About the Book:

The surprising true story of how refugees from Burma brought life to a dying church.

Newly ordained, Michael Spurlock's first assignment is to pastor All Saints, a struggling church with twenty-five devoted members and a mortgage well beyond its means. The best option may be to close the church rather than watch it wither any further. But when All Saints hesitantly risks welcoming a community of Karen refugees from Burma--former farmers scrambling for a fresh start in America--Michael feels they may be called to an improbable new mission.

Michael must choose between closing the church and selling the property--or listening to a still, small voice challenging the people of All Saints to risk it all and provide much-needed hope to their new community. Together, they risk everything to plant seeds for a future that might just save them all.

Discover the true story that inspired the film while also diving deeper into the background of the Karen people, the church, and how a community of believers rally to reach out to those in need, yet receive far more than they dared imagine.

The Reverend Michael Spurlock served All Saints Episcopal Church in Smyrna, Tennessee, for three years. He is currently on the clergy staff at Saint Thomas Church Fifth Avenue in New York City. Michael, his wife, Aimee, and their two children live in New York City.

My Thoughts:

I was drawn to this book because we hear so much of refugees these days and also that it reminded me of a story in my own Hutterite history; when 275 Lutherans from Austria joined a small group of struggling and demoralized Hutterites and experienced a miraculous revival. The teachings in the Hutterite literature inspired the Carinthian Lutherans to adopt this faith, and together they managed to establish several communities.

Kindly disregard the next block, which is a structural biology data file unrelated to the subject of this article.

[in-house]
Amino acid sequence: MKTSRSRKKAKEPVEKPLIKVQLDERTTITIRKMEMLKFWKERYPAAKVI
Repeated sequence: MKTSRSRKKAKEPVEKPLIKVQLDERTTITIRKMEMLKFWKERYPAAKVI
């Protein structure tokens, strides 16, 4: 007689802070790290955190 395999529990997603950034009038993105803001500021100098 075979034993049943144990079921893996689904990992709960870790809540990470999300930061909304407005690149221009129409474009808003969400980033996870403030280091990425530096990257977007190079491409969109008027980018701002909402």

I've never heard about the Karen refugees from Burma, so I was grateful that so much of the Karen refugee's history is woven into the story. It's not everyday that you pick up a book and it tells the true story of how a group pf refugees breathes new life into a church with a dwindling congregation and is on the brink of being closed. The miracle lies in the fact that the refugees were willing to work hard to build a new life and the pastor and his small congregation opened their hearts and church to these needy people. And all of them trusted God. Through struggles, thinking outside the box, changed hearts, answered prayers and leaning on each other, till their church not only remained open, but flourished. A poignant account of falling and finding the strength to get up again, clinging to hope and finally reaping the blessings.

For me this story spoke of how we should never judge, label or turn our backs on people in dire need, for example the refugees from Syria and other places. But rather, like this little church in Smyrna,Tennessee, "rally to reach out to those in need and receive far more than they dared imagine."


Book has been provided courtesy of Baker Publishing Group and Graf-Martin Communications, Inc. 

Tuesday, 3 October 2017

Bountiful Harvests - Share the Wealth

Colourful trees, plus cooler and shorter days are a sure sign autumn is upon us. Where I live, this means harvesting potatoes - 400 acres of them. You can read about this interesting process here.